Sent: 22-04-2008 11:54:01
In this issue:
Return to full article list
HomeFree weekly newsletterSelf Managed Super Fund ArticlesCustomer surveysSelf Managed Super Fund Book storeContact usATC in the pressLogin
Independent? Expert? No Way!
There will be no more economic cycles and zinc prices will go up indefinitely according to independent valuation expert, KPMG. This is another failure to judge risks.
Equity analysts working for stock brokers and corporate advisers, credit analysts and funds management researchers do not have a distinguished track record in identifying good market value for investors. In practice, their recommendations are influenced far too heavily by prevailing sentiment, limiting their usefulness for advisers seeking to make forward looking judgments.
There is evidence that broking analysts tend to recommend selling stocks after they have fallen. Similarly, fund researchers react to events. Most recently, credit analysts began to eschew subprime investments only after anyone reading a newspaper had pretty much come to the same conclusion.
In becoming hostages to the markets in which they work, analysts can easily lose their independent thought and, in the extreme, once compromised in this way, have no discernible expertise to set them apart from the herd in the street.
My prompt to explore this theme again was the release in the past week of an independent expert report relating to the takeover of Mineral Securities Limited by CopperCo Limited. This valuation raised several interesting methodological issues, only a few of which I am touching on here.
In this transaction, the bidder’s primary exposure is to the copper market while one of the target’s primary exposures is to zinc. Since consideration for the transaction was scrip in the bidder, the fairness of the transaction ultimately hinged on a view about relative price movements in these two commodity markets.
The independent expert, KPMG Corporate Finance in this case, valued Mineral Securities at between $386 million and $593 million, well and truly above its $154 million market capitalization last Friday. So, KPMG was seeing something the rest of the market had missed.
Of the putative value of the target, one third was attributed to a 25% stake in a zinc mining project in Queensland. This project has been around for, literally, decades without anyone having the commercial courage to initiate its development. Zinc prices have never been high enough for long enough to compensate for the technical challenges.
The mine’s potential cash operating costs are put at 71 cents per pound of payable zinc after $195 million is spent on development. Without seeking any return on 20 years of past expenditure, this suggests a zinc price in the vicinity of 85 cents per pound or US80 cents per pound would be needed for economic break even. With zinc prices currently hovering around US100 cents per pound, virtually any weakness in the zinc market could be catastrophic for the prospects of this mine, given how quickly these prices can move.
Fortuitously, the independent expert believes that today’s price, escalated by an inflation factor, will prevail forever. And the expert cites the forecasts of others to justify this assumption. Moreover, judging from his assumed pattern of prices, the expert also apparently believes that price cycles will cease for the life of the mine.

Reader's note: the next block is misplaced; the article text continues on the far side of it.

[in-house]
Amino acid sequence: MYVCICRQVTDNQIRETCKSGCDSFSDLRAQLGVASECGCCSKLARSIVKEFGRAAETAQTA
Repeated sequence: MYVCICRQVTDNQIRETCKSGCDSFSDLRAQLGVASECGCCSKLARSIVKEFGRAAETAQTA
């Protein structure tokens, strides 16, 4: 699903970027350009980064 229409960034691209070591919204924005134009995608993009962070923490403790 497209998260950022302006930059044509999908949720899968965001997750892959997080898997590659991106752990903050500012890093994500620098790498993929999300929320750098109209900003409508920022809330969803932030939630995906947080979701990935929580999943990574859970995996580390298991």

Meanwhile, the expert has also opined that while zinc prices are rising, copper prices are going to fall by 30%. The expert could be right but he fails to mention that this view of the world flies in the face of our historical experience.
Since 1980, copper and zinc prices have failed to move in the same direction over any 12 month period only 32% of the time and have failed to move together over any 24 months only 22% of the time.
In other words, the combination of circumstances put forward by the expert in justifying an investment decision relies on a specific and unusual evolution of markets. This highly dangerous practice has brought a succession of investment products unstuck.
In an interview on ABC television on 9 April, the head of corporate and government ratings at Standard and Poor’s conceded that, in the aftermath of the industry’s failure to tip the subprime market failure, his organization has had to do things differently. The changes made by Standard and Poor’s will include more emphasis on scenario analysis, for example, so that users of research can understand more easily the risks applying to investment decisions being contemplated.
Analyzing the risks meaningfully is different to listing them ritualistically in a way dictated by lawyers as so often occurs in Australian disclosure documents. Only when analysts begin understanding the risks themselves and displaying them explicitly within a decision making framework will they begin helping advisers to understand the investment decisions they are confronting.
This email is general in nature only and does not constitute or convey specific or professional advice. Legislation changes may occur quickly. Formal advice should be sought before acting in any of the areas discussed. Be aware that the information in these articles may become innaccurate with time. Responsibility is disclaimed for any inaccuracies, errors or omissions. Particular investments are neither invited nor recommended and hence this publication is not "financial product advice" as defined in Section 766B of the above legislation. All expressions of opinion by contributors are published on the basis that they are not to be regarded as expressing the official opinion of any other person or entity unless expressly stated. No responsibility for the accuracy of the opinions or information contained in the contributor's articles is accepted by any other person or entity. Copyright: This publication is copyright. If you wish to reproduce this article you require a license, which can be purchased here, to do so.